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Tsvetana Paraskova

Tsvetana Paraskova

Tsvetana is a writer for Oilprice.com with over a decade of experience writing for news outlets such as iNVEZZ and SeeNews. 

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Oil Price Crash Forces Algeria To Cut State Budget By 50%

OPEC member Algeria has decided it would slash its budget for this year by 50 percent, due to the drastically lower income from oil after the price crash.

Algeria – which was already feeling a squeeze on foreign exchange reserves even before oil prices collapsed in early May due to the Saudi-Russian oil price war and the global demand crash in the pandemic – is now taking a drastic action to protect its finances this year.

The budget will be slashed by “50 percent” in 2020, the office of Algerian President Abdelmadjid Tebboune office said in a statement carried by AFP.

Algeria currently pumps around 1 million barrels per day (bpd) of crude oil. According to OPEC, the oil and gas industry is the backbone of the Algerian economy. Oil and gas represents 20 percent of the country’s gross domestic product (GDP) and accounts for 85 percent of all exports.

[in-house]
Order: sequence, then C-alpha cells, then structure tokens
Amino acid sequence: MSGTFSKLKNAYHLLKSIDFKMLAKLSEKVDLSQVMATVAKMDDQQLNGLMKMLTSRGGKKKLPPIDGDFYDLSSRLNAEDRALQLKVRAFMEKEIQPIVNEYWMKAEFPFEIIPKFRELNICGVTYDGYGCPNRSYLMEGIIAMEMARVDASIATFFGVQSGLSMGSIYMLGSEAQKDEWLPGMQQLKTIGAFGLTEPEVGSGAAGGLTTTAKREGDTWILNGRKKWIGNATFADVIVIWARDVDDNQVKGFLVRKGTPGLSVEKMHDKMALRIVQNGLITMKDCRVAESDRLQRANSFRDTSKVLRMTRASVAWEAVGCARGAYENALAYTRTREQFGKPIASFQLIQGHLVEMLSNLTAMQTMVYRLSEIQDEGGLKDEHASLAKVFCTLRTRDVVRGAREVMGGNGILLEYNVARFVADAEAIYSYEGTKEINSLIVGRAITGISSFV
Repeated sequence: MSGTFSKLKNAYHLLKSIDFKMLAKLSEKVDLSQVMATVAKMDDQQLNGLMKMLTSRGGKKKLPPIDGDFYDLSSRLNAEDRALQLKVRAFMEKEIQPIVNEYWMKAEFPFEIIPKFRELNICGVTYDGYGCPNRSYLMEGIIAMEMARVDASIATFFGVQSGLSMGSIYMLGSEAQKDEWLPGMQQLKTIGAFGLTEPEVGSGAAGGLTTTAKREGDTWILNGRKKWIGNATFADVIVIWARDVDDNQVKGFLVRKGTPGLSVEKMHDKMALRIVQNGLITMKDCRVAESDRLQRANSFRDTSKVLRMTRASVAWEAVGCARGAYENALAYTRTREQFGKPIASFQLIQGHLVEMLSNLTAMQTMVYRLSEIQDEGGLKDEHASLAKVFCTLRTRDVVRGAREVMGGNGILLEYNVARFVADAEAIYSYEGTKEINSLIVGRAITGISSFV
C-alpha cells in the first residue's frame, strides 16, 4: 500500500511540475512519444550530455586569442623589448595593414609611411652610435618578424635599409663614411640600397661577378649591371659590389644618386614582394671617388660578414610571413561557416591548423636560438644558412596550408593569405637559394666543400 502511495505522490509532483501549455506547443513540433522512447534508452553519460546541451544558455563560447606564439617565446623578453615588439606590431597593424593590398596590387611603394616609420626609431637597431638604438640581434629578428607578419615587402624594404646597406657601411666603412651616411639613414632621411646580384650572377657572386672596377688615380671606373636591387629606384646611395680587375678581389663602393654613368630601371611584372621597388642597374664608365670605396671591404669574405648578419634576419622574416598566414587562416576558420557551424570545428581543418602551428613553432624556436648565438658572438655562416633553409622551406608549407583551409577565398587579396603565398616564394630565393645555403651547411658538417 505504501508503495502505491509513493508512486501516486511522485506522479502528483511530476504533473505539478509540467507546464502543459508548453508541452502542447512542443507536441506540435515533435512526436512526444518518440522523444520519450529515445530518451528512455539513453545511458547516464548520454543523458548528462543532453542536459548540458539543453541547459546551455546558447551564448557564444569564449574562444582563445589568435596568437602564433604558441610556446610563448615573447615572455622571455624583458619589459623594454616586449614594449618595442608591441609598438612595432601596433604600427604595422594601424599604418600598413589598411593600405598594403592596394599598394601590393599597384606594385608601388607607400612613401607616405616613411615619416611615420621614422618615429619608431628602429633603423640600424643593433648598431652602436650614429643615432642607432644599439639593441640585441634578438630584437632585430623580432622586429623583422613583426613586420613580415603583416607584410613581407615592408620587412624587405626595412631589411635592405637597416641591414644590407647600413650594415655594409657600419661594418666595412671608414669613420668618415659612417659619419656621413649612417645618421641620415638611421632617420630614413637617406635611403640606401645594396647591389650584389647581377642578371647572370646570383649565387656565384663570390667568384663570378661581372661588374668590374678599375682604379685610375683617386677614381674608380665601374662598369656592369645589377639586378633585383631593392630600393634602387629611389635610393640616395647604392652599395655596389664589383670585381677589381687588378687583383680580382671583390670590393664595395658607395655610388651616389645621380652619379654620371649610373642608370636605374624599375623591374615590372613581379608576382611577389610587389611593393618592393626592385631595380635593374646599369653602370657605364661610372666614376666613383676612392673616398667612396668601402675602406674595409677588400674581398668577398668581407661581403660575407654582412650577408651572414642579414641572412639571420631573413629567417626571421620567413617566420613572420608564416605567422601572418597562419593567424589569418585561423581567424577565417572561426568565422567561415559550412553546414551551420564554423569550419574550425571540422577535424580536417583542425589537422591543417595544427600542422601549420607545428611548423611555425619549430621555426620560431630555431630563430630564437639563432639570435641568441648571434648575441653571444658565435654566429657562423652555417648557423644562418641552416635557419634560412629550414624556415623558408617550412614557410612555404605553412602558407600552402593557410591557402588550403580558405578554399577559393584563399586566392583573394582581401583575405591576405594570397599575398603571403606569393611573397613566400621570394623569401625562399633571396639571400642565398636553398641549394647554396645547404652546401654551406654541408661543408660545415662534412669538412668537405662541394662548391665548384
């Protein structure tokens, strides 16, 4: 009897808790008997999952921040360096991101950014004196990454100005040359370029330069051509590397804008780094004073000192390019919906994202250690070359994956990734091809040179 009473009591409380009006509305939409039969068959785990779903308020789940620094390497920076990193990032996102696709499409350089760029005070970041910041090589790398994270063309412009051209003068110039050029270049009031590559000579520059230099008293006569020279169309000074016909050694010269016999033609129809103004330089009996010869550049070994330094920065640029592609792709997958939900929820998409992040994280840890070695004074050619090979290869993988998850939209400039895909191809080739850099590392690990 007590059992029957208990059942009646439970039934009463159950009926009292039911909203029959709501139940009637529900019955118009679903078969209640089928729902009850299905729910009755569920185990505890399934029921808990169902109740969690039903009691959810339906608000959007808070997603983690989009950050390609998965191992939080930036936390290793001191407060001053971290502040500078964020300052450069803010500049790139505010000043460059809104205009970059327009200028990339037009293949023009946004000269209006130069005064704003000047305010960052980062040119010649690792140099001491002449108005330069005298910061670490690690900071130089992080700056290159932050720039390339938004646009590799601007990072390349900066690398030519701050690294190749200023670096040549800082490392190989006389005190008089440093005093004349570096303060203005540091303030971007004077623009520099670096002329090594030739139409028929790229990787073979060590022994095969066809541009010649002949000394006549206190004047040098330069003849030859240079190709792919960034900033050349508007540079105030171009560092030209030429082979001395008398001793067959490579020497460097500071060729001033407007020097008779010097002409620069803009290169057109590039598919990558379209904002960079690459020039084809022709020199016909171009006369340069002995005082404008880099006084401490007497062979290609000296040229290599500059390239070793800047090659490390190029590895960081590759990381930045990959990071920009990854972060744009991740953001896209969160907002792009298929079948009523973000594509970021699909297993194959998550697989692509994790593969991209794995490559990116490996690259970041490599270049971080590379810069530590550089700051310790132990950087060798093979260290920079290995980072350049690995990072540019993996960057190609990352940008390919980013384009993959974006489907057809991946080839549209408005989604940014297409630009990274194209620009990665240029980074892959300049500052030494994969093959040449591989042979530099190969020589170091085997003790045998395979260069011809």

With oil prices so low, however, Algeria is suffering from lower budgetary income, like all major oil-producing countries. Algerian President Tebboune ruled out last week the possibility that the country could turn to the International Monetary Fund (IMF), noting that “accumulating debt harms national sovereignty,” as per AFP.

The budget reduction is the second since oil prices crashed in early March. During that month, Algeria had announced it would cut public spending by 30 percent.

The new shock to Algeria’s finances comes after years of protests, and it threatens to plunge the country into turmoil again, according to analysts and observers who spoke to Reuters last month.

Last week, the price of Algeria’s crude, Saharan Blend, slumped below the costs for its production, the North Africa Post reported. Officially, the production cost for Saharan Blend is estimated at around $14 a barrel, but an analyst told local media that the true cost of production is $20 per barrel, so a price for Saharan Blend below $20 would mean the country is selling its oil at a loss.

By Tsvetana Paraskova for Oilprice.com

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